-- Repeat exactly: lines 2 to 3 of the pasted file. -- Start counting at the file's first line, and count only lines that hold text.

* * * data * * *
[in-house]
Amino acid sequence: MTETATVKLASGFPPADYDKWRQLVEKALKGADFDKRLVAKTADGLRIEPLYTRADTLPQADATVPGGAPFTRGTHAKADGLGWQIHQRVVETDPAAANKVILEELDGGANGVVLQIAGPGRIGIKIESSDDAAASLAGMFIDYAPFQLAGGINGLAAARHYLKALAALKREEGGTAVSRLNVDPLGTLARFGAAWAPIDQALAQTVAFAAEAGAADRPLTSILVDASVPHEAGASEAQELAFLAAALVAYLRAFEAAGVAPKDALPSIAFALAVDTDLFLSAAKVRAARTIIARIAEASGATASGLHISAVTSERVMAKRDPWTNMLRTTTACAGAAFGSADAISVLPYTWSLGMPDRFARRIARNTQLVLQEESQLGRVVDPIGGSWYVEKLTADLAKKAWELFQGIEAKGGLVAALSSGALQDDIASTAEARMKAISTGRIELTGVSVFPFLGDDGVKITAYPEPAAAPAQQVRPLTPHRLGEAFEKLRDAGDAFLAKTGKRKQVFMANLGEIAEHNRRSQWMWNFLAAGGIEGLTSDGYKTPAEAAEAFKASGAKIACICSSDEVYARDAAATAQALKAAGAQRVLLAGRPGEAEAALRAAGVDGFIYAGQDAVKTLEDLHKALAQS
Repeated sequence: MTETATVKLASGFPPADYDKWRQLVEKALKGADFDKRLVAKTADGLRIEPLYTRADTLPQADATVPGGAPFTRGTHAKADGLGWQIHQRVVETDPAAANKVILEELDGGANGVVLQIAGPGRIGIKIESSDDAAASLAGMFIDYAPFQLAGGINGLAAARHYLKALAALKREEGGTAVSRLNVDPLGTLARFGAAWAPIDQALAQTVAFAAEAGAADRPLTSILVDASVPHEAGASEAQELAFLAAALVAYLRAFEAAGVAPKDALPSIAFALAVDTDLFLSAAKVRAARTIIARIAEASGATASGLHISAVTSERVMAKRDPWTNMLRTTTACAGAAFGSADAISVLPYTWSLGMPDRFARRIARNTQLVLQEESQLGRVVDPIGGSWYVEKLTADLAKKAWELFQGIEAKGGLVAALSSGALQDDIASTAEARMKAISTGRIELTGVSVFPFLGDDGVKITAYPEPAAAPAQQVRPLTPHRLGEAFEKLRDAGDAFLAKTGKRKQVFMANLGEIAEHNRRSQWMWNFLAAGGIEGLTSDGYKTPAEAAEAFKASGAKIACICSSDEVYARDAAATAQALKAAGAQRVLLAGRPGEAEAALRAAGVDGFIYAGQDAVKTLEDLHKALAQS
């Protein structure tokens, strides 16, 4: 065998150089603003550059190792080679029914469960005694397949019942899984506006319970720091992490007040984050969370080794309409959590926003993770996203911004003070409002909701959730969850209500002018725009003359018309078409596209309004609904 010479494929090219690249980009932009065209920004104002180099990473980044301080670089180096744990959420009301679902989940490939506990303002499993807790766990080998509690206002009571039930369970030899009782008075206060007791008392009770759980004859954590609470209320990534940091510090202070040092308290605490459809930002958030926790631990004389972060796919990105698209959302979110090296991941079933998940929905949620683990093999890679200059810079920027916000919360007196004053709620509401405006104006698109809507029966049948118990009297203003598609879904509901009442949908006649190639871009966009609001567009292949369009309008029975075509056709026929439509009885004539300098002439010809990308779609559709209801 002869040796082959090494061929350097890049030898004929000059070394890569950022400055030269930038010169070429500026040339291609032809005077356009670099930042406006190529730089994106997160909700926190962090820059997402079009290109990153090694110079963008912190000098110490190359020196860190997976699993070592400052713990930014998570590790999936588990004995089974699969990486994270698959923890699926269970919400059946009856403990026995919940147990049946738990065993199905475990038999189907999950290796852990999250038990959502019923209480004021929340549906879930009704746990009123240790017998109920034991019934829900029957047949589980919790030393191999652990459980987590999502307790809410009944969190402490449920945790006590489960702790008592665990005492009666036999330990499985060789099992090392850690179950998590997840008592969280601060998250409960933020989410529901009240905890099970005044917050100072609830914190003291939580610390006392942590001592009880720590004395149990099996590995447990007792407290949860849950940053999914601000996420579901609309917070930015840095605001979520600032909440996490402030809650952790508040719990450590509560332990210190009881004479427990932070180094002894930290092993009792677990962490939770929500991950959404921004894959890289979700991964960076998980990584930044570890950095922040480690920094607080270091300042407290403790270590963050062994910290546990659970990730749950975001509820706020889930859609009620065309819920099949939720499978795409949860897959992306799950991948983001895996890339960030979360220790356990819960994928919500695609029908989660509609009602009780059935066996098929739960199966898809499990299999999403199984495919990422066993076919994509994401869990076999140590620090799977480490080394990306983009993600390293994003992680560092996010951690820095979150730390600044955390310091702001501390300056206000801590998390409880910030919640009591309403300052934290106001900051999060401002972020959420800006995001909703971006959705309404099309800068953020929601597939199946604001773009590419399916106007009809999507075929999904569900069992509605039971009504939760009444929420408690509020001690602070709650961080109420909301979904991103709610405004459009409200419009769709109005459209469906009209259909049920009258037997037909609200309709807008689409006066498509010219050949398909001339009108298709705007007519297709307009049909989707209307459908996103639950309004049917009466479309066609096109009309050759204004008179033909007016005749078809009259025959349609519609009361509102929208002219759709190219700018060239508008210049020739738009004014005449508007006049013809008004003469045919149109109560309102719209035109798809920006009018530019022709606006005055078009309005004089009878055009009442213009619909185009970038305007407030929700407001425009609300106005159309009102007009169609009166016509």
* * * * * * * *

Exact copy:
Amino acid sequence: MTETATVKLASGFPPADYDKWRQLVEKALKGADFDKRLVAKTADGLRIEPLYTRADTLPQADATVPGGAPFTRGTHAKADGLGWQIHQRVVETDPAAANKVILEELDGGANGVVLQIAGPGRIGIKIESSDDAAASLAGMFIDYAPFQLAGGINGLAAARHYLKALAALKREEGGTAVSRLNVDPLGTLARFGAAWAPIDQALAQTVAFAAEAGAADRPLTSILVDASVPHEAGASEAQELAFLAAALVAYLRAFEAAGVAPKDALPSIAFALAVDTDLFLSAAKVRAARTIIARIAEASGATASGLHISAVTSERVMAKRDPWTNMLRTTTACAGAAFGSADAISVLPYTWSLGMPDRFARRIARNTQLVLQEESQLGRVVDPIGGSWYVEKLTADLAKKAWELFQGIEAKGGLVAALSSGALQDDIASTAEARMKAISTGRIELTGVSVFPFLGDDGVKITAYPEPAAAPAQQVRPLTPHRLGEAFEKLRDAGDAFLAKTGKRKQVFMANLGEIAEHNRRSQWMWNFLAAGGIEGLTSDGYKTPAEAAEAFKASGAKIACICSSDEVYARDAAATAQALKAAGAQRVLLAGRPGEAEAALRAAGVDGFIYAGQDAVKTLEDLHKALAQS
Repeated sequence: MTETATVKLASGFPPADYDKWRQLVEKALKGADFDKRLVAKTADGLRIEPLYTRADTLPQADATVPGGAPFTRGTHAKADGLGWQIHQRVVETDPAAANKVILEELDGGANGVVLQIAGPGRIGIKIESSDDAAASLAGMFIDYAPFQLAGGINGLAAARHYLKALAALKREEGGTAVSRLNVDPLGTLARFGAAWAPIDQALAQTVAFAAEAGAADRPLTSILVDASVPHEAGASEAQELAFLAAALVAYLRAFEAAGVAPKDALPSIAFALAVDTDLFLSAAKVRAARTIIARIAEASGATASGLHISAVTSERVMAKRDPWTNMLRTTTACAGAAFGSADAISVLPYTWSLGMPDRFARRIARNTQLVLQEESQLGRVVDPIGGSWYVEKLTADLAKKAWELFQGIEAKGGLVAALSSGALQDDIASTAEARMKAISTGRIELTGVSVFPFLGDDGVKITAYPEPAAAPAQQVRPLTPHRLGEAFEKLRDAGDAFLAKTGKRKQVFMANLGEIAEHNRRSQWMWNFLAAGGIEGLTSDGYKTPAEAAEAFKASGAKIACICSSDEVYARDAAATAQALKAAGAQRVLLAGRPGEAEAALRAAGVDGFIYAGQDAVKTLEDLHKALAQS